Pompeo is one of several former Trump officials considering a bid for the presidency in a Republican primary next year. Most of the well-known potential candidates, including the former president himself, who has already launched his campaign, are known as strong and outspoken supporters of Israel, They include former Vice President Mike Pence, former U.S. Ambassador to the U.N. Nikki Haley, Florida Gov. Ron DeSantis, and John Bolton, former U.S. national security adviser, who has criticized Trump since his departure.

Pompeo accuses Haley of not being a “team player” and being too focused on her political ambitions. Just two years into her term at the U.N., Haley announced her departure to spend time with her family. But according to Pompeo, Haley fooled then-Chief of State John Kelly by entering the Oval Office with Kushner and Ivanka Trump to plot Pence’s removal so that she could become vice president. The Guardian first reported excerpts of this chapter.

U.S. Ambassador to the United Nations Nikki Haley addresses the American Israel Public Affairs Committee’s annual policy conference on March 5, 2018. Photo by Chip Somodevilla/Getty Images

Haley’s short tenure at the United Nations was a source of pride for the pro-Israel community and Jewish Republicans as she spoke out forcefully in defense of Israel in the hostile international body. She was a star at the American Israel Public Affairs Committee’s annual policy conferences and was even considered the first Republican who could win a majority of the Jewish vote. Kushner’s father Charles hosted a fundraiser for Haley last year.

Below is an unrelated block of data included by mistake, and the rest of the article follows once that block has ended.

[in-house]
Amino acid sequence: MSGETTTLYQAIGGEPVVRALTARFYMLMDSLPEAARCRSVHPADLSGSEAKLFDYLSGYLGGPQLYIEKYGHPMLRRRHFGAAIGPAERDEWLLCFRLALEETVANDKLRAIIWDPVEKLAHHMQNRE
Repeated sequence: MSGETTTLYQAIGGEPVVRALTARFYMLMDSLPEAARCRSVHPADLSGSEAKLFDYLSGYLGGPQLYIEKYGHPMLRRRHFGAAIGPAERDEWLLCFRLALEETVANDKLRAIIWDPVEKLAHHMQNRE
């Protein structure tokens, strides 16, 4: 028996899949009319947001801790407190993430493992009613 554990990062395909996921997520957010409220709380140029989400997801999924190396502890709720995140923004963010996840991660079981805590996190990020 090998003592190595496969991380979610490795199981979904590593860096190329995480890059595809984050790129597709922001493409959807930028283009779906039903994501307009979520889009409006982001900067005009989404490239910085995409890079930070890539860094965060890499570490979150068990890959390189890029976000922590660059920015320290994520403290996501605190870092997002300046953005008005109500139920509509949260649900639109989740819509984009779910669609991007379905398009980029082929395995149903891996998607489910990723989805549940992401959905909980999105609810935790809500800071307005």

Pompeo downplays Haley’s glamour in the book. “She gave fine remarks about Israel, but didn’t do much else,” he writes, describing the job as “far less important than people think.”

He called her resignation an abandonment of national security interests at a time when it was most needed. “She has described her role as going toe-to-toe with tyrants,” Pompeo writes. “If so, then why would she quit such an important job at such an important time?”

Pompeo also criticizes his former colleagues in the national security team who didn’t share Trump’s foreign policy instincts or refused to accept them. “He just didn’t want to confront Iran anywhere,” Pompeo writes about former Secretary of Defense James Mattis, comparing him to Obama’s Secretary of  State John Kerry, who was a strong supporter of the 2015 nuclear deal with Iran.

Haley dismissed the criticism as “lies and gossip to sell a book” in an interview with Fox News on Thursday. “I don’t know why he said it, but that’s exactly why I stayed out of D.C. as much as possible, to get away from the drama,” she said.

Haley teased a formal announcement about a 2024 run in the near future. Pompeo is expected to embark on a national tour to promote his book before making a final decision. He is holding a book-signing event — hosted by the Israel Heritage Foundation — on Tuesday at the Wall Street Grill, a kosher steakhouse in lower Manhattan. Josh Nass, the group’s treasurer, said the $600-per-person ticket will not benefit Pompeo’s campaign.